We note that based on the above, the supporting document must also be "decisive". Thus, in accordance with the issues stated by the Civil Division I of the High Court of Cassation and Justice in Decision no. 3145/2014, "for the documents to be "decisive" within the meaning of art. 322 pt. 5 the old C. pr. Civil [art. 509 par. (1) (5) of the NCPC, it is necessary that they, if known by the court at the time of the trial, could have led to a solution other than that which was issued."
Regarding the condition that the document could have been retained by the adversary or could not have been presented from a circumstance beyond the parties' will (force majeure), we consider that the burden of proving the two conditions belongs to the reviewer. The claimant in revision must therefore prove that they requested the document from the person who holds it, but have not received it, or it has been retained or has they were informed that it could not be found, since it is not enough simply to present it in court.
Also in Decision no. 3145/2014 cited above, it was determined that "the mere fact that the party subsequently discovered certain documentary evidence, without proving that circumstances beyond its will prevented them from acquiring them during the trial, it cannot justify the admission of the claim for revision because otherwise a definitively won trial could be subject to review on the basis of documents and evidence a posteriori fabricated, and the power of case law would become illusory. By basing their request for review on these documents, the petitioner actually requests a retrial of the appeal without arguing and proving why they did not take the necessary diligence to present these documents during the resolution of the main trial proceedings, the arguments in the appeal, circumscribing actually the facts, an uncensorable situation this way. The claimant in revision has the burden of proof of either the obstructionist conduct of the adversary, of not allowing them to have possession of the document in the course of the adjudication of the trial, or of a circumstance with the same impact arising above their will. In the case before the court, the claimant in revision did not prove such a hypothesis, and there was no evidence of successive steps, made in written form, whereby the claimant in revision had tried at the stage of the court's case the obtaining of the documents they proceeded to use in the review phase, steps that they speaks about in this claim. As resulting from the brief of the case, the documents invoked as new could have been requested at any time during the first phase, nothing preventing the party from doing so, thus failure to request these documents does not constitute grounds for review."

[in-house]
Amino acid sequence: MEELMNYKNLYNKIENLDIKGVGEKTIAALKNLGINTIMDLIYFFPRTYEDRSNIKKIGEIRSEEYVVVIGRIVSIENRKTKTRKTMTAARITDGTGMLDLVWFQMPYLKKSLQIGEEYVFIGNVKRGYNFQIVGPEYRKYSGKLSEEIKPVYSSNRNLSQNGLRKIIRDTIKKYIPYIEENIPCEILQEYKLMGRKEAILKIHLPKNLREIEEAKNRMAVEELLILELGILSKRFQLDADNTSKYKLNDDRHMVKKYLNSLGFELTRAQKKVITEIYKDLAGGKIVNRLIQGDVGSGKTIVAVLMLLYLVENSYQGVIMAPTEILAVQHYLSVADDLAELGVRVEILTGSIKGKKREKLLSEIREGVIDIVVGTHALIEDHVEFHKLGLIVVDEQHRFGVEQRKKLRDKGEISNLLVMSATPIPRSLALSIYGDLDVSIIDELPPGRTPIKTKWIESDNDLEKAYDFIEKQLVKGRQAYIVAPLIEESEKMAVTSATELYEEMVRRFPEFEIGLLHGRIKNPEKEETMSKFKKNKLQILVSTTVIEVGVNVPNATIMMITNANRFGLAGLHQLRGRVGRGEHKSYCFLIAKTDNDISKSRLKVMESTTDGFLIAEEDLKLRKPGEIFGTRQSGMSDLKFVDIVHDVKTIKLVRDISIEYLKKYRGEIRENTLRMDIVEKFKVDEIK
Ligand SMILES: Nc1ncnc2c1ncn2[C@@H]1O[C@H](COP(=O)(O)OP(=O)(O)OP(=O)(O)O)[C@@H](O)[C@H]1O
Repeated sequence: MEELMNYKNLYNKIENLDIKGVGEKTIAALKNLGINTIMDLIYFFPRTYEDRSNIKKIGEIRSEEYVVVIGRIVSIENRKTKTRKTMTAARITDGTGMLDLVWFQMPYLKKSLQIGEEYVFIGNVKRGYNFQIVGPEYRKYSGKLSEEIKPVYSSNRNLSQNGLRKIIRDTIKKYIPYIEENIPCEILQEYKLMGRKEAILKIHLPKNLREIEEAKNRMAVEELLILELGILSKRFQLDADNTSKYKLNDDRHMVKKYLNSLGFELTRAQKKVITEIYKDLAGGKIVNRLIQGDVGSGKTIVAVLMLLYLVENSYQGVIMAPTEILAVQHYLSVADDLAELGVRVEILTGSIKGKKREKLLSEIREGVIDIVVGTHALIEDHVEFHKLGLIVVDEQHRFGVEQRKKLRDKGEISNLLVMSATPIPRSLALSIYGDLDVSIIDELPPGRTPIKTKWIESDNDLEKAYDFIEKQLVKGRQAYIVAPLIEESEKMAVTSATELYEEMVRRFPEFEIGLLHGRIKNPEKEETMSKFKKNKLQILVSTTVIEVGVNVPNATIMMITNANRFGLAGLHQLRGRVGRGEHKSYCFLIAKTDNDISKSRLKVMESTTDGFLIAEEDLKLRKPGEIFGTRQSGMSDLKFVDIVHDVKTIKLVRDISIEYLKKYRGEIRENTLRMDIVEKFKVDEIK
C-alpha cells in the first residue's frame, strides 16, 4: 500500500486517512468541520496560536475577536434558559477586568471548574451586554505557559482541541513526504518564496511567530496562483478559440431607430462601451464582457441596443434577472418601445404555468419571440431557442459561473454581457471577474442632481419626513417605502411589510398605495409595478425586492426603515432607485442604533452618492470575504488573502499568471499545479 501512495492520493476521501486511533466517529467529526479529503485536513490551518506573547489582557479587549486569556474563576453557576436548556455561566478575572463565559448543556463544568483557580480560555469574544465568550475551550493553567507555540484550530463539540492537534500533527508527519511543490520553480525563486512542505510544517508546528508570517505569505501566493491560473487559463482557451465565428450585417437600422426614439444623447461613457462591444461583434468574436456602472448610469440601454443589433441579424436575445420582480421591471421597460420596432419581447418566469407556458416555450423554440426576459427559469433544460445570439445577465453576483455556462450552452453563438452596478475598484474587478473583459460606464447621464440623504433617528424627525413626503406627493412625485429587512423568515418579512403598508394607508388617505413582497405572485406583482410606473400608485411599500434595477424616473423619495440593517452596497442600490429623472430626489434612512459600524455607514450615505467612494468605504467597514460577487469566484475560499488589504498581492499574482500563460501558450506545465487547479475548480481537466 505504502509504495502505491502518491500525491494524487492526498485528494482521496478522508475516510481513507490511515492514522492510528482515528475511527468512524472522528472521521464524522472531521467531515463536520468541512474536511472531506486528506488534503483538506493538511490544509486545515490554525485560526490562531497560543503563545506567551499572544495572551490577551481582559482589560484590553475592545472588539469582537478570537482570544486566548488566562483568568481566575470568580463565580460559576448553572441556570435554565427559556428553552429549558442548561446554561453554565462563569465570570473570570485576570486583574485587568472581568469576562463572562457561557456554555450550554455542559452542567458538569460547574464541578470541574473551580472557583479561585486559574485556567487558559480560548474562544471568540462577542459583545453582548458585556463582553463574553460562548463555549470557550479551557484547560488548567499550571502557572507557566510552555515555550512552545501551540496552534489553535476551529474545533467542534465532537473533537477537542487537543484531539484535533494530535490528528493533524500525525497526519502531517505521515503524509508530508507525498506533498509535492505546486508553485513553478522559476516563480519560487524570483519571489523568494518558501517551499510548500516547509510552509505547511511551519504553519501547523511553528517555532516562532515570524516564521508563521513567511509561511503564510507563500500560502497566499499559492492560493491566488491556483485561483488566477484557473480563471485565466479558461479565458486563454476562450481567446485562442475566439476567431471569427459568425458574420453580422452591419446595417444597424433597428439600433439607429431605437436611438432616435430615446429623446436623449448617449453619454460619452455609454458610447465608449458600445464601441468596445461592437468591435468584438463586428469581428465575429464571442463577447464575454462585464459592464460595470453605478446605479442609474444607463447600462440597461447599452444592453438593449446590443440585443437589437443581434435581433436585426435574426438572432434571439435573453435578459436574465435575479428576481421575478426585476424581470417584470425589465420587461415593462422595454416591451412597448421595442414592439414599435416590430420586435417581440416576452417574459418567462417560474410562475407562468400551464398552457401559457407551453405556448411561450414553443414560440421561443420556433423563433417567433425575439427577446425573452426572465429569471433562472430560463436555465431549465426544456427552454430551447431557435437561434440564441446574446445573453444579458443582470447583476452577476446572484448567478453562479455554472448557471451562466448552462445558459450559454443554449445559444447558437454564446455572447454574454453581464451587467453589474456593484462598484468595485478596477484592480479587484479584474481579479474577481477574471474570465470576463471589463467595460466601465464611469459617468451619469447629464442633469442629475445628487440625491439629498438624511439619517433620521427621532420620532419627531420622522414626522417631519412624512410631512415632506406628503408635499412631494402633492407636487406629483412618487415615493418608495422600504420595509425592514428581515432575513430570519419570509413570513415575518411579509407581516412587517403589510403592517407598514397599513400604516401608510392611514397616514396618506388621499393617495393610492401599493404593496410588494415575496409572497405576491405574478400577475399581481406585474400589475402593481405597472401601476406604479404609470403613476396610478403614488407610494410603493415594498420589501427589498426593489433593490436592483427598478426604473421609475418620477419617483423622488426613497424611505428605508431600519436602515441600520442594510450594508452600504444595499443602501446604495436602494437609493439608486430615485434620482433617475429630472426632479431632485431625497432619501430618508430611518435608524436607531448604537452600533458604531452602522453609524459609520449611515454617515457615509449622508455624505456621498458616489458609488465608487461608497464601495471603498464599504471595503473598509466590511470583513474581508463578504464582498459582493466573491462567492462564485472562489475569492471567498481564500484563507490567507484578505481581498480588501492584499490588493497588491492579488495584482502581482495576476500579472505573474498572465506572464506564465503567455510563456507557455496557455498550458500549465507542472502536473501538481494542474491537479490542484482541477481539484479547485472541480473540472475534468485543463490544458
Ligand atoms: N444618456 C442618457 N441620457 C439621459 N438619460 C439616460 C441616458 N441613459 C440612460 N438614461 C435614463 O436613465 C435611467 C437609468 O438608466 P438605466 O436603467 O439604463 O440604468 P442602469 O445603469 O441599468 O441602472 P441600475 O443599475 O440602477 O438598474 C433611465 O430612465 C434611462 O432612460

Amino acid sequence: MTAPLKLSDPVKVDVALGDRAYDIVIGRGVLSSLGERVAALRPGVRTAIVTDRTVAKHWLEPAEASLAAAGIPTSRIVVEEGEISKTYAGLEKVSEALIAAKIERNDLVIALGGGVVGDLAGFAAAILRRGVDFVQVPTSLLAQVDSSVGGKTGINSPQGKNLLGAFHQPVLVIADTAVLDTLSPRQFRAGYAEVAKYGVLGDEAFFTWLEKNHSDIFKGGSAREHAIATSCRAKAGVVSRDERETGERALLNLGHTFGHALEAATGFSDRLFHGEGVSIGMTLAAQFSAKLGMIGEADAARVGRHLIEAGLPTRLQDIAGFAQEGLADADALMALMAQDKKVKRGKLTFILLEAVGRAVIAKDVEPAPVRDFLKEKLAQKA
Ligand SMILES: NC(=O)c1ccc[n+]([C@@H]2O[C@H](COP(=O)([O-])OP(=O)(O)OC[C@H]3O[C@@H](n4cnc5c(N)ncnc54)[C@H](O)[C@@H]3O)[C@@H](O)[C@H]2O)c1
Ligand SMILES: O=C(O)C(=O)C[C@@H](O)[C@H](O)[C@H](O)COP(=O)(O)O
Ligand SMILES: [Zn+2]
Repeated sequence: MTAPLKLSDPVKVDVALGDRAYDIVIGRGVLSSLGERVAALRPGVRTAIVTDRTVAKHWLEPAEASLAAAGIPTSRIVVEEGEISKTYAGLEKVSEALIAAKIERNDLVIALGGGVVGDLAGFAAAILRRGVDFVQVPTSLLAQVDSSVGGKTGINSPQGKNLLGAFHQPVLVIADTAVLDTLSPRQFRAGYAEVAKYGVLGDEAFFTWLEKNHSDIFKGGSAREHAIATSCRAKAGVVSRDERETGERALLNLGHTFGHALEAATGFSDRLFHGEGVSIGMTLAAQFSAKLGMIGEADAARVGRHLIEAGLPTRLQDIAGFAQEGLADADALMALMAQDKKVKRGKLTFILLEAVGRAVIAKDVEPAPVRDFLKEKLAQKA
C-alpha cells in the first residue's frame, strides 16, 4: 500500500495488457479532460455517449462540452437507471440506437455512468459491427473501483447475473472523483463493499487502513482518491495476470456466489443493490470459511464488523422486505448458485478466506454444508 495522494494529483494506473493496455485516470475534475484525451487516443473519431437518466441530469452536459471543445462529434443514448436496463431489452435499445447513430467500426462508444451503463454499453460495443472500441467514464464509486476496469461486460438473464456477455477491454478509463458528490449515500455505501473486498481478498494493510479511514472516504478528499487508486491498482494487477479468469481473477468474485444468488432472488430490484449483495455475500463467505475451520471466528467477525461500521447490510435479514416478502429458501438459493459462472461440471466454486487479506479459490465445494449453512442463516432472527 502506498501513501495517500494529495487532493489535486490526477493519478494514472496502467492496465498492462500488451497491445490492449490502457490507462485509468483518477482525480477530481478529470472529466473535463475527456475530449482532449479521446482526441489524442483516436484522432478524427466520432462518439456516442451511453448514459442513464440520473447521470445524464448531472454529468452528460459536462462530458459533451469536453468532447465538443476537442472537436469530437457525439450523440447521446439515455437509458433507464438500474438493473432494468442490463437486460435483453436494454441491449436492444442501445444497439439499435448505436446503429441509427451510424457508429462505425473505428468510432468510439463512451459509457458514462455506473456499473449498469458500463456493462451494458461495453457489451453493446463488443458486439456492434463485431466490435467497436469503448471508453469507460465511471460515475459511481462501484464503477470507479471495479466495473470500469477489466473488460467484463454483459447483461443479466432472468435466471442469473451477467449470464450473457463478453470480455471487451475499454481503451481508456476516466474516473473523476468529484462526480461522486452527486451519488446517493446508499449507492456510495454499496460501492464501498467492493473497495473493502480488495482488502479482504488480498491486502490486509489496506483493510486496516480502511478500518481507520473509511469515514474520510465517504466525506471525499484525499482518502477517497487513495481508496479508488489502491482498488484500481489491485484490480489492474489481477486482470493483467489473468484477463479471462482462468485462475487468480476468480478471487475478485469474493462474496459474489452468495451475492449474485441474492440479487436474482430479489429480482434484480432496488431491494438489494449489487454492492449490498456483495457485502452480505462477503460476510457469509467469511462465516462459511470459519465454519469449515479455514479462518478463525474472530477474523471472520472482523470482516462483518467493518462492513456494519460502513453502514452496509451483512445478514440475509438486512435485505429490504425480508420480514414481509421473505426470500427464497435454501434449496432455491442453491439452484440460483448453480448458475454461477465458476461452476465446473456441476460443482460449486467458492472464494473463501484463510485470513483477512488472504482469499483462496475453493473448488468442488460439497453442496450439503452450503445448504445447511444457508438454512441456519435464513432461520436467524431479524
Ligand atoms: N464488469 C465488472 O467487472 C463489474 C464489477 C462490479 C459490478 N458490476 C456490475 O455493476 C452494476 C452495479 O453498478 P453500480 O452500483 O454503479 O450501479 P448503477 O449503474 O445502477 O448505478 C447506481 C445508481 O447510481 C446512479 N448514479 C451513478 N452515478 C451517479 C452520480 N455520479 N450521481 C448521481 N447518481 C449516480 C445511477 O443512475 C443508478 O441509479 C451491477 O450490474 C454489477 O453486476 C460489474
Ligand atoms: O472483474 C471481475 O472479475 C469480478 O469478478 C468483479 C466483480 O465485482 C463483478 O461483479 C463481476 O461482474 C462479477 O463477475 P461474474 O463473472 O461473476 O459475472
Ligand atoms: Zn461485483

In line with the above-mentioned solution, we also appreciate that if the document could be procured through the diligence of the interested party and thus filed in the case, there can be no question of retaining the document by the adverse party or a circumstance outside their will which prevented them from knowing about the document.
Regarding all of the above, we conclude that the case-law played a major role in shaping the conditions for the admissibility of a claim for review based on the provisions of Art. 509 par. (1) point (5) of the Code of Civil Procedure: the new document invoked by the claimant in revision must be supporting and decisive, must have existed at the date of issue of the judgment whose revision is requested, must have been retained by the adverse party in the process or due to a circumstance beyond the will of the parties and must have not been discovered within one month before the filing of the claim for review.
By Victor Cochirleanu, Senior Associate, Voicu & Filipescu